Fargo is actually a bustling progressive university city ( the largest community in North Dakota) only an hour’s drive across the North Dakota border from the large metropolis that is Minneapolis-Saint Paul. It is admittedly fairly flat but far from in the middle of nowhere!  For a midwestern city Fargo is a little off-center: in a good way. Hence the slogan, North of Normal. Visit Fargo and you’ll find it surprising and far above the norm.

Red River Fargo

The Red River devides Fargo form Moorhead, its sister city.

Oh and these days Fargo is formally known as Fargo -Moorhead as it is bordered on the Minnesota side by its sister city. The Red River runs through the two communities and is the natural boundary.

No 2: The weather sucks in Fargo.

Fargo gets cold in winter. Really cold. Fargo is not bitterly cold all year long and is far from the barren tundra depicted in the movie or the TV show of the same name. Did we mention snowmobiling, ice fishing, Frostival Festival??

Snoga- yoga at the Frostival Festival, Fargo, North Dakota     Fargo North Dakota Frostival

Frostival, Snowga, winter, Fargo, North DakotaThere are snowy winters like many similar locations in the US but from April to October Fargo has a short-but-sweet spring, followed by a hot summer (think 80–90-degree days on average), and a spectacular fall or autumn.

No.3: Fargo North Dakota natives speak with a thick accent and say funny things.

Well yes, there is an accent and a charming Midwestern way of saying things that is very appealing. But no, not everyone in Fargo says ‘don’tcha know’ at the end of every sentence!

But contemporary culture of all types abounds in Fargo; Fargo Blues Festival, Fargo Film Festival, Fiber Arts Festival and so much more. If you’re stuck in the 90’s, and the Woodchipper from the film is your must-do thing, you must first of all visit the Fargo Visitors Center where you can still have your picture taken with it wearing the famous trappers’ hats.

RedHawks play Fargo North Dakota    

The woodchipper on display form Fargo the Movie

Fargo movie woodchipper, Credit: North Dakota Tourism

No.4:  There’s nothing much to do in Fargo North Dakota.

Fargo is a mecca for young people and has developed all the vibrant facilities and fun that a university town should have- and then some. There are theaters, museums, breweries and major events, concerts and festivals. There are people here from all walks of life and from around the globe as Fargo (and North Dakota generally) is known for its friendliness.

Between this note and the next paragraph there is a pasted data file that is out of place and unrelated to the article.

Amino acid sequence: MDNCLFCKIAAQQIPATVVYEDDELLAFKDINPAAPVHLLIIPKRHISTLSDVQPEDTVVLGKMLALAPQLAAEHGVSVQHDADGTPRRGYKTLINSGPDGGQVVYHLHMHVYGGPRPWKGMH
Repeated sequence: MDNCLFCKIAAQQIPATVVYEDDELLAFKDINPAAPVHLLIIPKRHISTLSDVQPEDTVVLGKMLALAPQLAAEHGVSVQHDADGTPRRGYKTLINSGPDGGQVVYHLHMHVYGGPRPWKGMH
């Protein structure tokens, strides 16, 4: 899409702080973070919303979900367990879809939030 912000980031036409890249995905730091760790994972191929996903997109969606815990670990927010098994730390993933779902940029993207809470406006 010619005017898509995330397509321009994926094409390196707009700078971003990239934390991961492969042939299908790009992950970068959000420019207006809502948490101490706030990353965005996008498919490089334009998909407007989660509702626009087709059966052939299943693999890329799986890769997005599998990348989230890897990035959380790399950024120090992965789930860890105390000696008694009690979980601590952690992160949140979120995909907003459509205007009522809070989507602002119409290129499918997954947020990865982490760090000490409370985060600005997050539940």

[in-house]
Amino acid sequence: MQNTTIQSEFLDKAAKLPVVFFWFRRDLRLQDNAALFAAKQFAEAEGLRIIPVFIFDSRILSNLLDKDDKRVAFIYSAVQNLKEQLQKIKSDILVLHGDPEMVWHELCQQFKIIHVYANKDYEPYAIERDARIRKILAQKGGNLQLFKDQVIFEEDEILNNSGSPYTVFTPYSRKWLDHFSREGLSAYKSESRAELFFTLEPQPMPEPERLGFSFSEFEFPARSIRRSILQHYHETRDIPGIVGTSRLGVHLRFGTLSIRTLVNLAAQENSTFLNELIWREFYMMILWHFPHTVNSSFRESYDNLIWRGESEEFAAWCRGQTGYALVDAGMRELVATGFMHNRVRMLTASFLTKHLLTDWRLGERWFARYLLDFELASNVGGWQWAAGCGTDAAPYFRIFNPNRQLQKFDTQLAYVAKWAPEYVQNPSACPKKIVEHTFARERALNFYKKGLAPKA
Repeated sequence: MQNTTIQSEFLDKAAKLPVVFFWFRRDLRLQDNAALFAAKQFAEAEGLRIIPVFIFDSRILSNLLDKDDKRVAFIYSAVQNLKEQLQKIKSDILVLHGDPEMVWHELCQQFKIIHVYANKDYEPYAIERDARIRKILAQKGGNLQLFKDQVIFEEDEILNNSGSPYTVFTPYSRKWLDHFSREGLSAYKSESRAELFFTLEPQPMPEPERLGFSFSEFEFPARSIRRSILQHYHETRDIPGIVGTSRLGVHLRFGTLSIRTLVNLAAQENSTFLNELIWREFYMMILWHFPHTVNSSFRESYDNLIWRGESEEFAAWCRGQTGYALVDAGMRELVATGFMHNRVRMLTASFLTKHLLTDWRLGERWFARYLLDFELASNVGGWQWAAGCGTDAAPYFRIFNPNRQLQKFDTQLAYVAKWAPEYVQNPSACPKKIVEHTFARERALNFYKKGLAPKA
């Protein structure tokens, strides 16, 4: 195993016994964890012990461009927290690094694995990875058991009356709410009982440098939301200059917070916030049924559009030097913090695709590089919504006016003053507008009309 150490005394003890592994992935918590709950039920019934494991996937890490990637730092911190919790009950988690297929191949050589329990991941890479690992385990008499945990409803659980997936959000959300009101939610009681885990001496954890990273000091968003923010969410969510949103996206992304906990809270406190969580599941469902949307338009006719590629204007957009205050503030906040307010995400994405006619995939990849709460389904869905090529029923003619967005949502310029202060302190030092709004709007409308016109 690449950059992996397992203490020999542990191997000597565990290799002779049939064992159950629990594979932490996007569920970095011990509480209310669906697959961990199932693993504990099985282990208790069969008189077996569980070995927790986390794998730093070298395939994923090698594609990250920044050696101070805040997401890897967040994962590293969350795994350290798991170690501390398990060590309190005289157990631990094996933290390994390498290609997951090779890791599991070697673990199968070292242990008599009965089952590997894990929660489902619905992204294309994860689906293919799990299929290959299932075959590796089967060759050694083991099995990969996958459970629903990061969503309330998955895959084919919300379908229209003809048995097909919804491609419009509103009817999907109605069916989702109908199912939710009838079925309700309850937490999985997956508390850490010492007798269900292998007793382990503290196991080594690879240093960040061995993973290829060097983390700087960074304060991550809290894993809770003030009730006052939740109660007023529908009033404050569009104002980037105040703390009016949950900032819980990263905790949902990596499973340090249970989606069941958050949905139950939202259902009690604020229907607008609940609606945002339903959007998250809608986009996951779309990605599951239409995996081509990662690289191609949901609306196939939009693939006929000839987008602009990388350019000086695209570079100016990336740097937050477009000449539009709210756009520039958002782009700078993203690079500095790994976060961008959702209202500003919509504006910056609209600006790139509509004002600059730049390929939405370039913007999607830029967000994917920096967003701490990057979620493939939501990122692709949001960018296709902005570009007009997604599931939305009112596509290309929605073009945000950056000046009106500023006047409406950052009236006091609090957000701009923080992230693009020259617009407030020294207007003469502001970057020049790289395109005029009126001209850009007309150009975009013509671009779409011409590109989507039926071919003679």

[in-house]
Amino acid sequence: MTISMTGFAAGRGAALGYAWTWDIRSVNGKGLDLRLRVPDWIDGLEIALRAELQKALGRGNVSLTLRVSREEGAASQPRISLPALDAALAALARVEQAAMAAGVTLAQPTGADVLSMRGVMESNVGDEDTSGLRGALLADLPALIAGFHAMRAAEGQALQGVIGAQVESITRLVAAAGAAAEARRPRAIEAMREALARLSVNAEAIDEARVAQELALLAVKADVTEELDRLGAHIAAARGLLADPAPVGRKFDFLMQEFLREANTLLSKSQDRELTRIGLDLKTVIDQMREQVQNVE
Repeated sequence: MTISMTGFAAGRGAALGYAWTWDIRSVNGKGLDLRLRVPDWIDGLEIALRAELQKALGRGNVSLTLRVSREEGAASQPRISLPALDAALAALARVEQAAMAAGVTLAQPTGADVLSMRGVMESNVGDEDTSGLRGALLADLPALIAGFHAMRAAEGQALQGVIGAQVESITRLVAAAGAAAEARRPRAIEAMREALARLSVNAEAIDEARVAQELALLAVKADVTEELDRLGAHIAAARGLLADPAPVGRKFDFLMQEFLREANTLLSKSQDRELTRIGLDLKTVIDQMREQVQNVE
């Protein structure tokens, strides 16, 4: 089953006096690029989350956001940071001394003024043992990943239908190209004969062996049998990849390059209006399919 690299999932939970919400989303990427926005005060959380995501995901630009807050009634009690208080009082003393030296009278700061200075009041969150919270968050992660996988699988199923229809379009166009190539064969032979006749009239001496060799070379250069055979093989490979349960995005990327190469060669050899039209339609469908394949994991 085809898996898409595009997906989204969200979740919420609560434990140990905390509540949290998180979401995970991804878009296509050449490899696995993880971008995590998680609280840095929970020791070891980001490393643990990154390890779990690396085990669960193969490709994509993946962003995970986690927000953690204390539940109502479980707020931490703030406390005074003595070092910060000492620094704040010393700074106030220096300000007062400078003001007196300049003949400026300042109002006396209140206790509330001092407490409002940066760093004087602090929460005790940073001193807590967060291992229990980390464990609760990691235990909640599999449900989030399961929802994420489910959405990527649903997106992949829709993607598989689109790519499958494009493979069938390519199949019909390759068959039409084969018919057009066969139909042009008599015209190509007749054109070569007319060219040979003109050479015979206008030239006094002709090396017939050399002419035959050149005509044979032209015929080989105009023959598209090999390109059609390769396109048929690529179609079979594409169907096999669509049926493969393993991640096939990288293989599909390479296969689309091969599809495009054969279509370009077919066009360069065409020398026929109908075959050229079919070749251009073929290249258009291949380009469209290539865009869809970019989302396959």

Attractions are many and varied and appeal to all ages: from the Children’s Museum at Yunker Farm, Red river Zoo, The Fargo Air Museum, the Plains Art Museum and the historic  Art Deco theater, to Bonanzaville, the Fargo-Moorhead Symphony Orchestra or Opera, to Fort Abercrombie and the Bergquist Pioneer Cabin, you can satisfy, your craving for art, culture, history and entertainment here.

Fargo ND entertainment  Street Fair Fargo orth Dakota

The FargoDome holds up to 25,000 people and receives popular attractions from Monster Jam to Elton John and Celine Dion.

No.5 You wouldn’t want to live here (but want to know why the locals do)

Well, many people would disagree. In fact,  Fargo North Dakota was  named #8 on’s 2020 List of the Top 100 Best Places to Live in the U.S. … and 6th Happiest City in the U.S.

It has the amenities of a large city with the attitude of a small one. While centered around agriculture it i s fast developing as a place for diverse and forward-thinking entrepreneurs and tech start-ups ( Fargo has been dubbed the Silicon Prairie).

Fargo art deco theatre Classic Fargo North Dakota  Fargo a thriving modern ND city

If your needs are more prosaic and great food and beverages are your scene, Fargo’s got you covered. Oh, and FYI to translate some local jargon: to some folks here, supper means dinner. Dinner means lunch. But breakfast pretty much still means breakfast.

From up-and-coming local craft breweries to uniquely local dining options you’ll be spoilt for choice. From Himalayan Yak, to Sons of Norway to Twenty Below Coffee, it’s a culinary voyage of discovery. Or take advice from a local foodie and sample charcuterie, coffee sand creamery delights:

Fargo is a hidden gem of nightlife, food, art, and frankly, fun.

Or if sport is your jam?

Fargo has 17 ice rinks, 7 full size golf courses, 58 basketball courts and 30 baseball fields; well, you get the picture! If you’re a spectator, the Fargo Force is a tier one Ice Hockey team and there is baseball, horseracing, American football and on it goes.

American football in Fargo North Dakota  Fargo North Dakota has 7 golf courses

So,  geez, come and experience Fargo, North Dakota; you just might want to stay awhile, doncha know?  You betcha!!

Find out more

Frago North Dakota- North of Normal